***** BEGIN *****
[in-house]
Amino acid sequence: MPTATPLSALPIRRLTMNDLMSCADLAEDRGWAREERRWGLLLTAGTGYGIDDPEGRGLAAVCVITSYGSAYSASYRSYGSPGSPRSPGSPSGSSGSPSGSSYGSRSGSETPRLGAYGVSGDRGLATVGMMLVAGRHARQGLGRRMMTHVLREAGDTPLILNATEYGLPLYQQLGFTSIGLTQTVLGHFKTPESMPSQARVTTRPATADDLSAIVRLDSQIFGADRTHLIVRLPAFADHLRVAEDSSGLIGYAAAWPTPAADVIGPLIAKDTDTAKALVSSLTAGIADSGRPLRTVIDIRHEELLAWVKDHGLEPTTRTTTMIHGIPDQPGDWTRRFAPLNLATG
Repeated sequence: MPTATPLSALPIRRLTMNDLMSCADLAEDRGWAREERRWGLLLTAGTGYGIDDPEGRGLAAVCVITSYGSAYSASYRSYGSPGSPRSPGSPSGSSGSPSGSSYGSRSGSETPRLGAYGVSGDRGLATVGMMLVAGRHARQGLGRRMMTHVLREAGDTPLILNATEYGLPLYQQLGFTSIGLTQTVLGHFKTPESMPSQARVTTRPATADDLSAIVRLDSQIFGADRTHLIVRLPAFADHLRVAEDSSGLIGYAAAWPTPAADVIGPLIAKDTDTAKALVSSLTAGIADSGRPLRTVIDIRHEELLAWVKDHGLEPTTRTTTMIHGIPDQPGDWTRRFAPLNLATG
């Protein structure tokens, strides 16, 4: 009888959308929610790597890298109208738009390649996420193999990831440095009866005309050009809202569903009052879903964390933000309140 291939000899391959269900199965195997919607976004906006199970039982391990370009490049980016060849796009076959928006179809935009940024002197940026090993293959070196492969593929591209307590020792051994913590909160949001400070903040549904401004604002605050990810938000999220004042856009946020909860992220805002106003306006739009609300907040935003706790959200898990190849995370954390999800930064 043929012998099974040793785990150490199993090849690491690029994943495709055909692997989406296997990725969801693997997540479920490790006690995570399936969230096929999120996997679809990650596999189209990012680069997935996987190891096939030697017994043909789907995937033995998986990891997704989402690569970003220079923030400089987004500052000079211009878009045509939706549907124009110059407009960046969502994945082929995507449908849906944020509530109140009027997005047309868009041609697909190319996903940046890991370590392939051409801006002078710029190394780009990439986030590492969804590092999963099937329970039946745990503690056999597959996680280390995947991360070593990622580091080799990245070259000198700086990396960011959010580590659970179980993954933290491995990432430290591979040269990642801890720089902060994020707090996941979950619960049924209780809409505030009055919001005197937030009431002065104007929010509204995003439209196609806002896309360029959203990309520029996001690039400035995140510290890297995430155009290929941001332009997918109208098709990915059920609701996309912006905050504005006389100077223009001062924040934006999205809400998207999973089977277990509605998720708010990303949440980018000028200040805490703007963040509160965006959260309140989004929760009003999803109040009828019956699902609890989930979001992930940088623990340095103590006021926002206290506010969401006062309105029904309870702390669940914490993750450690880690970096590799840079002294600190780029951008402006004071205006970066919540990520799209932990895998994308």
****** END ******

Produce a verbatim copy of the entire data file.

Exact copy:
[in-house]
Amino acid sequence: MPTATPLSALPIRRLTMNDLMSCADLAEDRGWAREERRWGLLLTAGTGYGIDDPEGRGLAAVCVITSYGSAYSASYRSYGSPGSPRSPGSPSGSSGSPSGSSYGSRSGSETPRLGAYGVSGDRGLATVGMMLVAGRHARQGLGRRMMTHVLREAGDTPLILNATEYGLPLYQQLGFTSIGLTQTVLGHFKTPESMPSQARVTTRPATADDLSAIVRLDSQIFGADRTHLIVRLPAFADHLRVAEDSSGLIGYAAAWPTPAADVIGPLIAKDTDTAKALVSSLTAGIADSGRPLRTVIDIRHEELLAWVKDHGLEPTTRTTTMIHGIPDQPGDWTRRFAPLNLATG
Repeated sequence: MPTATPLSALPIRRLTMNDLMSCADLAEDRGWAREERRWGLLLTAGTGYGIDDPEGRGLAAVCVITSYGSAYSASYRSYGSPGSPRSPGSPSGSSGSPSGSSYGSRSGSETPRLGAYGVSGDRGLATVGMMLVAGRHARQGLGRRMMTHVLREAGDTPLILNATEYGLPLYQQLGFTSIGLTQTVLGHFKTPESMPSQARVTTRPATADDLSAIVRLDSQIFGADRTHLIVRLPAFADHLRVAEDSSGLIGYAAAWPTPAADVIGPLIAKDTDTAKALVSSLTAGIADSGRPLRTVIDIRHEELLAWVKDHGLEPTTRTTTMIHGIPDQPGDWTRRFAPLNLATG
């Protein structure tokens, strides 16, 4: 009888959308929610790597890298109208738009390649996420193999990831440095009866005309050009809202569903009052879903964390933000309140 291939000899391959269900199965195997919607976004906006199970039982391990370009490049980016060849796009076959928006179809935009940024002197940026090993293959070196492969593929591209307590020792051994913590909160949001400070903040549904401004604002605050990810938000999220004042856009946020909860992220805002106003306006739009609300907040935003706790959200898990190849995370954390999800930064 043929012998099974040793785990150490199993090849690491690029994943495709055909692997989406296997990725969801693997997540479920490790006690995570399936969230096929999120996997679809990650596999189209990012680069997935996987190891096939030697017994043909789907995937033995998986990891997704989402690569970003220079923030400089987004500052000079211009878009045509939706549907124009110059407009960046969502994945082929995507449908849906944020509530109140009027997005047309868009041609697909190319996903940046890991370590392939051409801006002078710029190394780009990439986030590492969804590092999963099937329970039946745990503690056999597959996680280390995947991360070593990622580091080799990245070259000198700086990396960011959010580590659970179980993954933290491995990432430290591979040269990642801890720089902060994020707090996941979950619960049924209780809409505030009055919001005197937030009431002065104007929010509204995003439209196609806002896309360029959203990309520029996001690039400035995140510290890297995430155009290929941001332009997918109208098709990915059920609701996309912006905050504005006389100077223009001062924040934006999205809400998207999973089977277990509605998720708010990303949440980018000028200040805490703007963040509160965006959260309140989004929760009003999803109040009828019956699902609890989930979001992930940088623990340095103590006021926002206290506010969401006062309105029904309870702390669940914490993750450690880690970096590799840079002294600190780029951008402006004071205006970066919540990520799209932990895998994308």